You can also do a gazillion more things... ACLs, segmentation, enterprise authentication etc... but the ones above are pretty much what most do for home or small group based wireless networks.

Wi-fi planet is a good resource for research. Google is also great place to start. And I'm sure you'll get many more suggestions on here.

EDIT: Oops, forgot to mention, "good practice"... this is the non-technical stuff you ought to do. i.e. continue to be careful with where you surf, the part about changing passwords, using anti-virus etc.... It irks me how some folks don't follow common sense when using computers. And most of the time, the non-technical stuff is what gets folks in trouble.
I appreciate the help! Can you come do all that for me?! I think I should hire someone, because most of that was Greek to me!
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Old 02-17-2008, 11:51 AM
 
Location: Pocono Mts.
9,483 posts, read 11,066,766 times
Reputation: 11416
Thanks posters, It looks as though I need to be more web savvy!
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Old 02-17-2008, 12:13 PM
 
Location: HoCo, MD
4,715 posts, read 8,288,482 times
Reputation: 5315
Quote:
Originally Posted by poconoproud View Post
I appreciate the help! Can you come do all that for me?! I think I should hire someone, because most of that was Greek to me!
hehe. Sorry. My point wasn't to confuse you. But I was trying to provide what needs to be done... not really "how" to do it (wow... my consulting past is reappearing).

Its really not that hard to be honest, but, I'd be happy to help if you like. Just PM me. Just don't expect real time customer service ;-). I'll try and create a list for you.
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Old 02-20-2008, 12:07 AM
 
Location: Seattle, WA
1,368 posts, read 6,029,829 times
Reputation: 542
Quote:
Originally Posted by Machinist View Post
If your router and wireless card have WPA or WPA2 security settings I would suggest using them over WEP. Also use MAC Addressing , it will only permit connections from computers that have addresses listed.
WPA and WPA2 do NOT encrypt traffic. WEP does. Thus, you'll want to use WEP in a business setting, or any setting where economic data may be transferred.

Quote:
Originally Posted by macroy View Post
Ideally, you want to apply security in layers. This includes good "practice"....

When you say office... you talking about your home office? Or a business? Your security posture can be very different depending on what you're trying to protect.


That article is a good start, but its a bit outdated, you definitely want to use WPA2. WEP is pretty much useless today. There are a ton of resources on this subject - but the few things to lock down include:
Change the admin password for your wireless AP or router. Its amazing how many people do not do this.
Changing the SSID from the default, and prevent it from being broadcasted (albeit you are still visible form someone that is actively scanning networks). And I would also make the SSID something non-descriptive. As I said, if I'm using a scanner, I'll still see your network (it'll just say its a closed network). But if you advertise your company or your name... it will give me more info. So avoid "poconoprouds_wireless".
Encrypt your transmission by configuring WEP2 using PSK/AES if a home network. Use a non-dictionary alphanumeric text string with special characters. You also want to change it periodically - yea, it sounds like a pain, but how many laptops are we talking about? 3? 5?. You can make it easier by creating the key on your computer on a text file, and copy it onto a thumbdrive. Than just take it around to your laptops and change the key every 90 days or so by copying and paste. It'll take 1 minute per laptop... I think that's okay compared to the risk of having someone hijacking your link. Trust me, WEP2 is strong... but it can still be broken.. especially if the passphrase is weak.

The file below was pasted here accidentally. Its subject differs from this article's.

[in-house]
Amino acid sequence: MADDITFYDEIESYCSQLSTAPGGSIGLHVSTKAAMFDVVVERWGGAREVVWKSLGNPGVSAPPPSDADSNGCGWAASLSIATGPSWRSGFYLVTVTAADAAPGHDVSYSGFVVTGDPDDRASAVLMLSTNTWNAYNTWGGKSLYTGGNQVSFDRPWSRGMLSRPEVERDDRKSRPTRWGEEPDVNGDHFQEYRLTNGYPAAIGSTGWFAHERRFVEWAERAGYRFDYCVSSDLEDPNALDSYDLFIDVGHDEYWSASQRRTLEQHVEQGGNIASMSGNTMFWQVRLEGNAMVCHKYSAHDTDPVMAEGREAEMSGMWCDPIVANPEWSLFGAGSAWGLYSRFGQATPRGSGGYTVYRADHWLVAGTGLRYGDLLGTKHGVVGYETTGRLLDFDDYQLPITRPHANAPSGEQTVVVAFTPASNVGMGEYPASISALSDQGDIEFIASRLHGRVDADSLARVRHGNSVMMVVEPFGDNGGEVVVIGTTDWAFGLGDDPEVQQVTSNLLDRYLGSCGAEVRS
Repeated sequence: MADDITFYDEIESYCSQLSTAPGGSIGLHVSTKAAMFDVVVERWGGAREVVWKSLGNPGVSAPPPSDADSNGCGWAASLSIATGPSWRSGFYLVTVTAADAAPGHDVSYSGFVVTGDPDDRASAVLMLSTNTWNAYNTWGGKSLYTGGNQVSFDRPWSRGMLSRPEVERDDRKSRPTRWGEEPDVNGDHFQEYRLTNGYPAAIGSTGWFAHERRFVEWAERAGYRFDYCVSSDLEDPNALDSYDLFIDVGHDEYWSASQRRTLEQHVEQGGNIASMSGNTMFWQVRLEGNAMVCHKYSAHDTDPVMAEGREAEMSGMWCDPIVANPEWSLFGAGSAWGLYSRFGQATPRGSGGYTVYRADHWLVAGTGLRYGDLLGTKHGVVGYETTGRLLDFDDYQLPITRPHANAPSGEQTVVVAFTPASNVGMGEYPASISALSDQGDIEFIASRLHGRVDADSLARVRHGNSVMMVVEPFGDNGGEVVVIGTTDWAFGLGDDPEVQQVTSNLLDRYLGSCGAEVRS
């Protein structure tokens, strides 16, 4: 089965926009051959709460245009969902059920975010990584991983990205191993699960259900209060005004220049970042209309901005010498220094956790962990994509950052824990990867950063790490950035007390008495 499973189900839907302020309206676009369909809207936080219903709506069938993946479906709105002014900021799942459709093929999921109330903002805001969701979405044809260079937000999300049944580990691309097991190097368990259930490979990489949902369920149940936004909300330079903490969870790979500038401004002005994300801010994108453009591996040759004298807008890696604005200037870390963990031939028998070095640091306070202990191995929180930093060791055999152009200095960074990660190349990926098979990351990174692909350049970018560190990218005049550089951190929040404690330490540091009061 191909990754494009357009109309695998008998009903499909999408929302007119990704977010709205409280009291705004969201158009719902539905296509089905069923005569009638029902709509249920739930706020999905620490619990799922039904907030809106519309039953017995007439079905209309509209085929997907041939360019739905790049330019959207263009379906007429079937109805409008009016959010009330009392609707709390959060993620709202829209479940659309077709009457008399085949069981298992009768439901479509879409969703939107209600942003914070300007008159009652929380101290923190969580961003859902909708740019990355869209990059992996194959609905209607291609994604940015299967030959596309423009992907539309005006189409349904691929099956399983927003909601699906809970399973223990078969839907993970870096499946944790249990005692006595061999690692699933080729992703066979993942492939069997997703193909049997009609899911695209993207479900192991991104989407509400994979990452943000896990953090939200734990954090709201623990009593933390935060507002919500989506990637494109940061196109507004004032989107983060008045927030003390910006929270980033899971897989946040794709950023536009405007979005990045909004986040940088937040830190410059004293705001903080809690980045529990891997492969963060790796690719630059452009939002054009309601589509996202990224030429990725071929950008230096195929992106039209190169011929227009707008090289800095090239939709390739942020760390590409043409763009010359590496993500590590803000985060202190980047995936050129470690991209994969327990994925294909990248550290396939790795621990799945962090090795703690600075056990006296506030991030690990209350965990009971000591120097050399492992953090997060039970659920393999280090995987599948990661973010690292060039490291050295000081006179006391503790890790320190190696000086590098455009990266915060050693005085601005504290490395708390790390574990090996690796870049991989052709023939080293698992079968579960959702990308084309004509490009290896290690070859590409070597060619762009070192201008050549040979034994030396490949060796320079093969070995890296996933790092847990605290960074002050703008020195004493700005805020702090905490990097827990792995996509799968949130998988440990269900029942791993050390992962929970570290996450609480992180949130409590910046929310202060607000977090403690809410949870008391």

Enable MAC filtering. This will only allow those systems with the MAC address listed to access your wireless network.
You can also do a gazillion more things... ACLs, segmentation, enterprise authentication etc... but the ones above are pretty much what most do for home or small group based wireless networks.

Wi-fi planet is a good resource for research. Google is also great place to start. And I'm sure you'll get many more suggestions on here.

EDIT: Oops, forgot to mention, "good practice"... this is the non-technical stuff you ought to do. i.e. continue to be careful with where you surf, the part about changing passwords, using anti-virus etc.... It irks me how some folks don't follow common sense when using computers. And most of the time, the non-technical stuff is what gets folks in trouble.
I bolded the items I believe are the most important.

YES WPA2 is harder to crack. But, doesn't encrypt data, and thats more important IMO. Since really, if someone wants to crack it, they will.

Most routers and cards allow passphrase WEP key creation. that can make the process of creating a 64character key a lot easier. And again, save in a text file, put on a thumbdrive and keep in a secure location.


Some things that are also important:
Make sure the admin password is set to something with 3 of the 4 following items:
-Special character !@#$%^&*()_+=-~`, etc.
-UPPER CASE
-LOWER CASE
-Number (0-9)

and is at LEAST 6 characters long, but preferably longer. To illustrate, how simple this can be... i had an HP XE783 pc at one point, which I changed to the password: x4l&%0

by keeping the X, not sure my cause on the 4. The l comes from an upper case L is like an upside down, backwards 7. And the & looks like an 8, and the % sign again baffles me now, and I added a 0 for good measure.


Take something simple to you, something you'll remember... and then modify it in such a way so that it can't be guessed. the more characters, and the longer the password and more complex, the less likely someone will be able to hack it.


Make sure your individual user passwords are also set to something also cryptic. You can write these down and store them, but put them in a locked location NOT at the PC. (sticky notes on the monitor=VERY BAD)
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Old 02-20-2008, 10:55 AM
 
Location: Mableton, GA USA (NW Atlanta suburb, 4 miles OTP)
11,319 posts, read 22,817,129 times
Reputation: 3896
Quote:
Originally Posted by Radek View Post
WPA and WPA2 do NOT encrypt traffic. WEP does. Thus, you'll want to use WEP in a business setting, or any setting where economic data may be transferred.
That's certainly not my understanding. Both WPA and WPA2 provide strong encryption for all transmitted data according to most of the web sites (broken link) and other online sources that I can find.